When you contact a legitimate photography service you will notice a pricing difference between them and your weekend photographer/craigslist photographer.
We all want to save some money, I get that. The way I shop for material goods is to find the best product at the best price within my budget. I approach service professionals completely different. When you purchase a service you aren't purchasing a commodity or a good, you are purchasing the product of their work along with their service; professional or lack thereof, which consists of having the right equipment, experience, ability, aptitude and imagination. You are essentially paying for an valuable and exchangeable product which should, when used correctly and in the correct places, return money to you.
First let's look at a couple of other fields.
If you had need for a house painter, would you rather use someone with a license, insurance and bond who cannot disappear if the paint falls off in a year? If you needed a plumber, would you choose the unlicensed cash only guy or a company that guarantees their work? If you had the option of choosing a CPA that could save you thousands versus a college student that flunked out of accounting school but can give you a great price, what would it be?
If you have the time I recommend you re-visit an earlier writing on choosing the right photographer. It might help you , if you are looking for one.
So what does it cost to be more than a fly by night "company" or weekend photographer?
Here are some of the expenses one has to confront before you go about pricing services. Obviously, if it costs you more money to make a photo than you get from it, then you are doing it wrong. That would be financial ruin in short time.
Some of the expenses are:
Equipment purchasing, maintenance and upgrades. This includes; cameras, lighting, accessories and computers. The weekend photographer will have some of this, the professional will have everything they need or access to what they don't AND have certainty on using it.
A studio or location to shoot from which includes utilities and rent (unless you shoot on location) in which case;
Gasoline and car insurance to travel and a vehicle sufficient to haul equipment
Equipment insurance; if you depend on your equipment to survive then insuring it is a good idea.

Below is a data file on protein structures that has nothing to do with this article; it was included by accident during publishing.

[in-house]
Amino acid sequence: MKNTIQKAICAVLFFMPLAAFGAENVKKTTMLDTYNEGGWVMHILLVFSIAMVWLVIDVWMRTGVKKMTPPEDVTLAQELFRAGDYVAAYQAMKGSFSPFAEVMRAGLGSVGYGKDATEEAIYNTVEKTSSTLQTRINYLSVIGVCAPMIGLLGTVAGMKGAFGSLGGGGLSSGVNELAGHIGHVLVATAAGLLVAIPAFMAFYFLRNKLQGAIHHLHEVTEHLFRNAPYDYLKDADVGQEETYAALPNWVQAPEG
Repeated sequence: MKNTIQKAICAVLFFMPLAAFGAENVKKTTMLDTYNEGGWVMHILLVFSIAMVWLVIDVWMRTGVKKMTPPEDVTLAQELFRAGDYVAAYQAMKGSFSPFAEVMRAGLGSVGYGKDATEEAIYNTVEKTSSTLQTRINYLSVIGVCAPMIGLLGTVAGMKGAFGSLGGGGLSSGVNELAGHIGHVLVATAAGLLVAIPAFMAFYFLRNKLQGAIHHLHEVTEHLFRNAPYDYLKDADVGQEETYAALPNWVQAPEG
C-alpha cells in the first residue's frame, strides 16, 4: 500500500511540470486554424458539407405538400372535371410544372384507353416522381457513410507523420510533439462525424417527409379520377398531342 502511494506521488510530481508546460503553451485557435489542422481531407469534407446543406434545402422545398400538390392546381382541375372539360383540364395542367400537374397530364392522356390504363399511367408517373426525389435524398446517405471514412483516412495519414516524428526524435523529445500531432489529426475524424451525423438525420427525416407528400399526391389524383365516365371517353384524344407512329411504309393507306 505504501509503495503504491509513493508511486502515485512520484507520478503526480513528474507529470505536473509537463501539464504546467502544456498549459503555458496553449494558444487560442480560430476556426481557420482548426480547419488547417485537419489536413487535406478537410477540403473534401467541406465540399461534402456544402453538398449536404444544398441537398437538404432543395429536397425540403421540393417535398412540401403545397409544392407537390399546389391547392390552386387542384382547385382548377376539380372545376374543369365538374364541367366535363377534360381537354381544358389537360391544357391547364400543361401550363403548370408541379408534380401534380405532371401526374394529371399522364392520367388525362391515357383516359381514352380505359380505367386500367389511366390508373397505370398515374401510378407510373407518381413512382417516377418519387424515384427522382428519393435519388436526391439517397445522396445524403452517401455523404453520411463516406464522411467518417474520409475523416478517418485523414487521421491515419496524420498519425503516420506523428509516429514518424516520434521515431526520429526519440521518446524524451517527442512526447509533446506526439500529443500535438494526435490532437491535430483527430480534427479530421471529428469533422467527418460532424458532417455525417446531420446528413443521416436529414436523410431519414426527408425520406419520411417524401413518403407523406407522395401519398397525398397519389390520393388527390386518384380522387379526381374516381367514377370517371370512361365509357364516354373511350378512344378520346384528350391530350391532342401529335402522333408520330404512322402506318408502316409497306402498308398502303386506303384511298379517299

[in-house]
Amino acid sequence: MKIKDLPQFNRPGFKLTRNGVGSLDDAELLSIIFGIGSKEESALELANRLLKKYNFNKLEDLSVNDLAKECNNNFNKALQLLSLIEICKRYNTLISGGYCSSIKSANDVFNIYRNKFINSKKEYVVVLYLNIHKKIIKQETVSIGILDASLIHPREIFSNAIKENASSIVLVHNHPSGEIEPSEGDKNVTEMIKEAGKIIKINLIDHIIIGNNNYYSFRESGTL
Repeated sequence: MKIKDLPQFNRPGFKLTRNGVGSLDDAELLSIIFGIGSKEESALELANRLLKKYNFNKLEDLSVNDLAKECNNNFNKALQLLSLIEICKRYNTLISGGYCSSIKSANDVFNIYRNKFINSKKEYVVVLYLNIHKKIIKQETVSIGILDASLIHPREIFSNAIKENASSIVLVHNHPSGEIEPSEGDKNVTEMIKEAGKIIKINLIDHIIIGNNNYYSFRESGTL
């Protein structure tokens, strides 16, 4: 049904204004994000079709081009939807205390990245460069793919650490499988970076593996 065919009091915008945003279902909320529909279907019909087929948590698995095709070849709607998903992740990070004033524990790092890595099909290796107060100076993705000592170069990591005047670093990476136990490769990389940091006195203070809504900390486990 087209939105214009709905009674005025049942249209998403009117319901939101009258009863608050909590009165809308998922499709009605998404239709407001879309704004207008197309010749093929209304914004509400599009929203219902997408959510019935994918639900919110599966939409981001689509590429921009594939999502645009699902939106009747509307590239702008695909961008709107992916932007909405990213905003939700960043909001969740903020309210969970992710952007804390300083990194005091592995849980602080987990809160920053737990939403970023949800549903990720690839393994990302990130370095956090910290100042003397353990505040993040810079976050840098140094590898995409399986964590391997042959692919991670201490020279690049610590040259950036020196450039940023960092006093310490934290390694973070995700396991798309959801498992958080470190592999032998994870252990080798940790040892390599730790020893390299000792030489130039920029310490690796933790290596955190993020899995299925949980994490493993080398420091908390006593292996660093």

Liability insurance; what if you mess up someone's wedding and get sued?
PR/Marketing expenses including creation and maintenance of a website; without this key point who will ever find you?
Business license cost including tax software and/or an accountant; if you don't stay legal the government comes a knockin.
The above expenditures costs thousands of dollars every year. Period. But they are business expenses. And they are only PART of why an estimate will be X dollars.
This though should explain why $60 for a headshot doesn't work. This is why a $500 wedding doesn't work. Compare photography to another technical skill:
Car mechanic; they have to buy tools, have a location, insurance and everything mentioned above. They charge anywhere from $80-100 an hour not because the oil change is complicated, but because they have all the tools and the space to do it in, with ease and fast and with seriously less chances of performing the amateur mistakes of say twisting on an oil filter too tight and cracking it. Those specials of oil change for $40 or whatever, is because they get their materials at wholesale prices and can get it done in 15 minutes. Times 3 and you have your $120 an hour. They have to make a certain amount of money every week or month otherwise they close.
Photography on the other hand is a creative art that when done correctly, can aid you in personally and in business, potentially returning thousands of dollars to your business because an image instills confidence and trust before you even open your mouth. So what you are paying for is not my expenses, that's part of it sure (I have to make sure I don't operate at a loss), but you are paying for the value I bring back to you with professional imagery.
That is the real point here.